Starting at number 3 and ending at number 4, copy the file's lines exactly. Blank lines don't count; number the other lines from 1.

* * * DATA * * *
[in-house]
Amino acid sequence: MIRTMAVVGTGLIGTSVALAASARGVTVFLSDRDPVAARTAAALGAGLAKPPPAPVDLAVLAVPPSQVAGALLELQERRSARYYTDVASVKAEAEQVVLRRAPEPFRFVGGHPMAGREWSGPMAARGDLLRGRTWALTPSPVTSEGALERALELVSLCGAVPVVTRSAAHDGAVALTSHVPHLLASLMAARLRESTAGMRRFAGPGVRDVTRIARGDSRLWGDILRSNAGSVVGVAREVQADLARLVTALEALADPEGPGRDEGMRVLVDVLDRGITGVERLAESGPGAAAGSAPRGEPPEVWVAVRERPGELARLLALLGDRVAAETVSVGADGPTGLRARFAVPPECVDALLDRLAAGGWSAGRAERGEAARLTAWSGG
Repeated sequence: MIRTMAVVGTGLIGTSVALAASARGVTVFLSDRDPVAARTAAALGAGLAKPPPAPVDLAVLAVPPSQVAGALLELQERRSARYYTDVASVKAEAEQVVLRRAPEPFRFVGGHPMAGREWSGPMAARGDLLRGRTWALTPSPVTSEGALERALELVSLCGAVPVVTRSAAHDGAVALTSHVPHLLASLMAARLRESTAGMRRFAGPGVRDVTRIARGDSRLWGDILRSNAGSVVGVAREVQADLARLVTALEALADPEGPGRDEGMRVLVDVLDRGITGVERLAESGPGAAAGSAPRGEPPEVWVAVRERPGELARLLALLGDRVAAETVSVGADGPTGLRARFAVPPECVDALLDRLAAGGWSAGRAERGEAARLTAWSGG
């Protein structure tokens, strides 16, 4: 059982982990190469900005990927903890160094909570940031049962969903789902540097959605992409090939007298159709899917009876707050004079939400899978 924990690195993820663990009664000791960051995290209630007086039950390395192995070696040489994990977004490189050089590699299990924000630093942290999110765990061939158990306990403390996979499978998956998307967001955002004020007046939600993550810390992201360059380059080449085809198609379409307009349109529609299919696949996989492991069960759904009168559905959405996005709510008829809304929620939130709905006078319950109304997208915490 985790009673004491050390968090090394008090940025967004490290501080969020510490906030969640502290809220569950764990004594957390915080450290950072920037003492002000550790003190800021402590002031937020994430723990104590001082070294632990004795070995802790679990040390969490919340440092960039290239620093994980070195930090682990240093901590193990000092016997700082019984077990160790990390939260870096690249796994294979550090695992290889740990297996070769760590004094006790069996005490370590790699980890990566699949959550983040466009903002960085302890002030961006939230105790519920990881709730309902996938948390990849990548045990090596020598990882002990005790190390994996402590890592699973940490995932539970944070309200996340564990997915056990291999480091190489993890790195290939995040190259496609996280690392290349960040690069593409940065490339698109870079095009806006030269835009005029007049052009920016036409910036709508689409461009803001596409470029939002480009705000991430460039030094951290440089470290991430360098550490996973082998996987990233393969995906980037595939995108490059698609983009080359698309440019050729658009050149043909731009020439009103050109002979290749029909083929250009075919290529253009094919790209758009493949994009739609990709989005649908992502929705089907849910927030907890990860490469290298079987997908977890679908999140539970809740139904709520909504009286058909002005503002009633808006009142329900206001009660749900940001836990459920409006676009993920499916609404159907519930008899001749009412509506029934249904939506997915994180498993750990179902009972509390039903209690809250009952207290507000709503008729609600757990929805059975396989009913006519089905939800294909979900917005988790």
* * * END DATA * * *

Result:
Repeated sequence: MIRTMAVVGTGLIGTSVALAASARGVTVFLSDRDPVAARTAAALGAGLAKPPPAPVDLAVLAVPPSQVAGALLELQERRSARYYTDVASVKAEAEQVVLRRAPEPFRFVGGHPMAGREWSGPMAARGDLLRGRTWALTPSPVTSEGALERALELVSLCGAVPVVTRSAAHDGAVALTSHVPHLLASLMAARLRESTAGMRRFAGPGVRDVTRIARGDSRLWGDILRSNAGSVVGVAREVQADLARLVTALEALADPEGPGRDEGMRVLVDVLDRGITGVERLAESGPGAAAGSAPRGEPPEVWVAVRERPGELARLLALLGDRVAAETVSVGADGPTGLRARFAVPPECVDALLDRLAAGGWSAGRAERGEAARLTAWSGG
């Protein structure tokens, strides 16, 4: 059982982990190469900005990927903890160094909570940031049962969903789902540097959605992409090939007298159709899917009876707050004079939400899978 924990690195993820663990009664000791960051995290209630007086039950390395192995070696040489994990977004490189050089590699299990924000630093942290999110765990061939158990306990403390996979499978998956998307967001955002004020007046939600993550810390992201360059380059080449085809198609379409307009349109529609299919696949996989492991069960759904009168559905959405996005709510008829809304929620939130709905006078319950109304997208915490 985790009673004491050390968090090394008090940025967004490290501080969020510490906030969640502290809220569950764990004594957390915080450290950072920037003492002000550790003190800021402590002031937020994430723990104590001082070294632990004795070995802790679990040390969490919340440092960039290239620093994980070195930090682990240093901590193990000092016997700082019984077990160790990390939260870096690249796994294979550090695992290889740990297996070769760590004094006790069996005490370590790699980890990566699949959550983040466009903002960085302890002030961006939230105790519920990881709730309902996938948390990849990548045990090596020598990882002990005790190390994996402590890592699973940490995932539970944070309200996340564990997915056990291999480091190489993890790195290939995040190259496609996280690392290349960040690069593409940065490339698109870079095009806006030269835009005029007049052009920016036409910036709508689409461009803001596409470029939002480009705000991430460039030094951290440089470290991430360098550490996973082998996987990233393969995906980037595939995108490059698609983009080359698309440019050729658009050149043909731009020439009103050109002979290749029909083929250009075919290529253009094919790209758009493949994009739609990709989005649908992502929705089907849910927030907890990860490469290298079987997908977890679908999140539970809740139904709520909504009286058909002005503002009633808006009142329900206001009660749900940001836990459920409006676009993920499916609404159907519930008899001749009412509506029934249904939506997915994180498993750990179902009972509390039903209690809250009952207290507000709503008729609600757990929805059975396989009913006519089905939800294909979900917005988790």